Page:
American Academy of Pediatrics letter on family detention

American Academy of Pediatrics letter on family detention

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July 24, 2015


The Honorable Jeh Johnson Secretary

U.S. Department of Homeland Security Washington, D.C. 20528


Dear Secretary Johnson:


On behalf of the American Academy of Pediatrics (AAP), an organization of 64,000 primary care pediatricians, pediatric medical subspecialists, and pediatric surgical specialists, dedicated to the health, safety, and well-being of infants, children, adolescents, and young adults, I write to express our concerns for the health and well-being of children and mothers who are being detained in family detention centers in Texas and Pennsylvania. We applaud the recent announcement by the Department of Homeland Security (DHS) that Immigration and Customs Enforcement (ICE) will generally not detain mothers and children absent a threat to public safety or national security. Yet we remain concerned that continued detainment of any children and mothers in the existing facilities puts them at greater risk for physical and mental health problems and unnecessarily exposes children and mothers to additional psychological trauma.


Children and mothers from Central America who have crossed the border to enter the United States have high rates of exposure to trauma in the form of threat of death, physical and sexual abuse, and exploitation that leave serious physical and psychological scars. The act of detention or incarceration itself is associated with poorer health outcomes, higher rates of psychological distress, and suicidality making the situation for already vulnerable women and children even worse.i  For children, exposure to early adverse experiences, often referred to as toxic stress, has long-term consequences. Alterations in a child’s ecology as a result of toxic stress can have measureable effects in his or her developmental trajectory, with lifelong consequences for educational achievement, economic productivity, health status, and longevity.ii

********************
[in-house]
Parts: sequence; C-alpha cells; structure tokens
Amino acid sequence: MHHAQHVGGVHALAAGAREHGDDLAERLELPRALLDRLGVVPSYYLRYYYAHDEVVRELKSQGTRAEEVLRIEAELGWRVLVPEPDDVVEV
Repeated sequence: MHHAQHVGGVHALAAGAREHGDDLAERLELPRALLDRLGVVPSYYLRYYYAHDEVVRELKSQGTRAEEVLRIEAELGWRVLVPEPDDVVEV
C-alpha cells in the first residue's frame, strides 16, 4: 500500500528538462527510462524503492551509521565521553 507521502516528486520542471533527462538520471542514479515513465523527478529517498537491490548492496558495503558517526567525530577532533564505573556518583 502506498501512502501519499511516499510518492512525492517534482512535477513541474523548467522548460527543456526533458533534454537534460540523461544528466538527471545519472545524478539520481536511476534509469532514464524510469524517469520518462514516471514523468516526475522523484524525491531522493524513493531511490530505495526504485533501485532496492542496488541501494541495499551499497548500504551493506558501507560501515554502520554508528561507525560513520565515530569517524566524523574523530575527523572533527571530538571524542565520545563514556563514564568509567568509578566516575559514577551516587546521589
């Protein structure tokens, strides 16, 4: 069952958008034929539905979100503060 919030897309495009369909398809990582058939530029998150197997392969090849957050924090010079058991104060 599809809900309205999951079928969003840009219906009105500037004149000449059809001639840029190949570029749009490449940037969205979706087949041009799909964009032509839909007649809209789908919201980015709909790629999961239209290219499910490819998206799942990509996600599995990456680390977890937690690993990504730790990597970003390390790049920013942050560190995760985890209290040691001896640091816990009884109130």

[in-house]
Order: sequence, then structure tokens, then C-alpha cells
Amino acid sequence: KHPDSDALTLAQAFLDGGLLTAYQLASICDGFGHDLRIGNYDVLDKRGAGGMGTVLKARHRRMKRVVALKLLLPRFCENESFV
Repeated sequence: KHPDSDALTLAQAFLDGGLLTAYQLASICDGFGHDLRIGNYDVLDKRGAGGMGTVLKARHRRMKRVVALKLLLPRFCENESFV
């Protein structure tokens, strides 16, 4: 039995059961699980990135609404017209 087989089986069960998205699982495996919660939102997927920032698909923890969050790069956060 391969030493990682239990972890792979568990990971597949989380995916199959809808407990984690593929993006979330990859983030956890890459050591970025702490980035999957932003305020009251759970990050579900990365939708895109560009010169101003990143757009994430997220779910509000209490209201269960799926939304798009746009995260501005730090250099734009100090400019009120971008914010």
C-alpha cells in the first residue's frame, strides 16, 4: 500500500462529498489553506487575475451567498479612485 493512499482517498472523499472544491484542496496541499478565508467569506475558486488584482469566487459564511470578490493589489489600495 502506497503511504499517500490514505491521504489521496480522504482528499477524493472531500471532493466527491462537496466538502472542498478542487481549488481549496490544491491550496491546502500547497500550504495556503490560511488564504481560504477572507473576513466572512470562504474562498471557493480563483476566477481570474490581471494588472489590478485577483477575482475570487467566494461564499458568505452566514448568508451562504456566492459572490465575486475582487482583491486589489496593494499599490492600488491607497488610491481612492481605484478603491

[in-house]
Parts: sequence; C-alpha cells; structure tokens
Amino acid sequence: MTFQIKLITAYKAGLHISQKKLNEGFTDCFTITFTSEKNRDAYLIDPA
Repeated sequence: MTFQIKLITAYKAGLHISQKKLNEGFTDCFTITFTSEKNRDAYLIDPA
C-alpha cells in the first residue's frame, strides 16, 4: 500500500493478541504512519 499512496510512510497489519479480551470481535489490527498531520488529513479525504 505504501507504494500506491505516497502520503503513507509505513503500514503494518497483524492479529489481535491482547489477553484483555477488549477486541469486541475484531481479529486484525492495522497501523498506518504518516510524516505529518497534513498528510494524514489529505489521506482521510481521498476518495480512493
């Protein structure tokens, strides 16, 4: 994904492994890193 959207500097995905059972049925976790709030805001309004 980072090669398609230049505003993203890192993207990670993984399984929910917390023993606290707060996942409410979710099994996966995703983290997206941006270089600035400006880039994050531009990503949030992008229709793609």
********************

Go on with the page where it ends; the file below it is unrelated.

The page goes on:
As pediatricians, we believe that children are our most enduring and vulnerable legacy. All children deserve optimal health and the highest quality health care. This includes access to preventive care consistent with Bright Futures: Guidelines for Health Supervision of Infants, Children, and Adolescents (see We question whether the existing family detention facilities are capable of providing generally recognized standards of medical and mental health care for children.


Many mothers and children fleeing their homes in Central America have been exposed to unspeakable violence and trauma. As such, the rates at which these families meet the standard to apply for asylum or other protections from removal based on persecution or torture are quite high. As DHS and ICE work to implement the new policies set forth in mid-July, the AAP stands  ready to work with the Department to ensure that the medical and mental health needs of  children are being met. Over the course of the past year, the AAP has worked closely with the Department of Health and Human Services’ Administration for Children & Families and its Office of Refugee Resettlement (ORR) to ensure unaccompanied minor children receive an appropriate set of preventive screenings, immunizations, and other services. In particular, the AAP has worked with ORR on the documentation of this care so that there can be a more seamless transition once unaccompanied children are placed with sponsors and receiving follow- up care by pediatricians throughout the country. Regardless of the setting, DHS personnel are routinely interacting with children and their mothers, oftentimes when they may be at their most vulnerable. As such, the AAP would like to work with the Administration to put more protective policies in place for children. We would welcome the opportunity to meet with you and your  staff and stand ready to participate on your Family Residential Centers Advisory Committee.


Above all else, we urge you to remember that these are children. They are scared, vulnerable children, many of whom have been victims of violence, and they need our compassion and assistance. We urge you do what’s best for their health and well-being.






Sandra G. Hassink, MD, FAAP President



i Physicians for Human Rights and Bellevue/NYU Program for Survivors of Torture. From persecution to prison:

The health consequences of detention for asylum seekers, 2003

ii Shonkoff, J.P., Garner A.S., AAP Committee on Psychosocial Aspects of Child and Family Health, et al. The Lifelong Effects of Early Childhood Adversity and Toxic Stress. Pediatrics, 2012; 129;e232

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